Friday, 28 August sees the opening of two new films that tackle the issue of corruption, albeit in very different ways. The first is Leon Schuster’s latest comedy caper, Schuks! Pay Back the Money. Directed by Gray Hofmeyr, it stars Schuster setting off on a riotous journey to pay for what he has done, after losing rugby’s Currie Cup. In lieu of a R1 million fine, the Sports Minister (Desmond Dube) offers Schuks a lifeline to create a documentary film that shows South Africa in a positive light. Schuks meets two clueless crooks, an enterprising traffic officer and a conniving pawnbroker, along the way, and his “documentary” features a series of candid camera gags.
At the other end of the spectrum is filmmaker Jyoti Mistry’s new film ‘Impunity’, a profound investigation into contemporary South Africa and the seat of power. ‘Impunity’ was made possible through a generous grant from the National Lottery Distribution Trust Fund, the principal funder, to Blackboard Trust.
In a country where people who commit crime are often seen to be exempt from punishment, or free from the consequences of their actions, the film reflects on the nature of corruption and violence.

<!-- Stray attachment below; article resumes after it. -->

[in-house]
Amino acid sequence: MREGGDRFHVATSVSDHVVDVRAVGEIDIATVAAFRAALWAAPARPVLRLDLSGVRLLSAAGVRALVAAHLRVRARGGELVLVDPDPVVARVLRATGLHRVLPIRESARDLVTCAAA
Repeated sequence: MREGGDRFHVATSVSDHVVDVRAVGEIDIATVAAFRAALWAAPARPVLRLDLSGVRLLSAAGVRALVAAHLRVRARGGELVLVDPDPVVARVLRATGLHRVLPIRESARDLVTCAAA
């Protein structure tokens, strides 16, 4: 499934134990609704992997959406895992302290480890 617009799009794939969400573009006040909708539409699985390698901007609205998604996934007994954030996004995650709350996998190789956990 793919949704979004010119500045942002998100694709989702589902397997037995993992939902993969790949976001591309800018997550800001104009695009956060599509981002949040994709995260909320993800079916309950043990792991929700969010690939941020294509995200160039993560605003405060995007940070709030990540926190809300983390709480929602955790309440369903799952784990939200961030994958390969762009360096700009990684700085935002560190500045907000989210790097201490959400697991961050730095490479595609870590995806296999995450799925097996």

“The film invites self-reflection,” says Mistry. “Having screened the film at the Toronto Film Festival in 2014, and earlier this year at the Durban International Film Festival, I’m interested to see how general South African audiences respond to the story and the visual language of the film.”
‘Impunity’ tells the story of an attractive young couple, Derren (Bjorn Steinbach) and Echo (Alex McGregor), who work as waiters. A Special Crimes Unit investigator Dingande Fakude (Desmond Dube) and a local police detective and trained psychologist Naveed Khan (Vaneshran Arumugam), take them in for questioning after a high-profile murder.
The two lawmen find themselves caught up in political corruption and conspiracy when they investigate the gruesome killing of a cabinet minister’s daughter, found in an exclusive African safari resort after a party celebrating her engagement to a rising political star.
It soon becomes clear that Derren and Echo, who were working as waiters at the engagement party, are caught up in a frenzied, bloody adventure. As Dingande and Naveed begin to piece events together, it seems the perpetrators will be brought to book. Instead, however, they are drawn further into the high-profile murder case. Eventually, as they uncover a trail of murders, they are faced with a moral dilemma involving the new political elite.
The film is interspersed with cuts to security-cam and news footage of violence, both criminal and accidental, as well as newspaper headlines highlighting some of the estimated 650 000 violent crimes that take place each year. The Toronto Film Festival organisers described “‘Impunity’” as “an eye-opening jolt, casting an unwavering gaze on South Africa’s increasingly troubling surrender to the banality of violence.”
‘Impunity’ is produced by Blackboard Trust, Shadowy Meadows Productions and Bioskope Pictures, with additional funding from the Department of Trade and Industry, National Film and Video Foundation, and the Gauteng Film Commission. The film opens in Johannesburg, Pretoria and Cape Town on 28 August.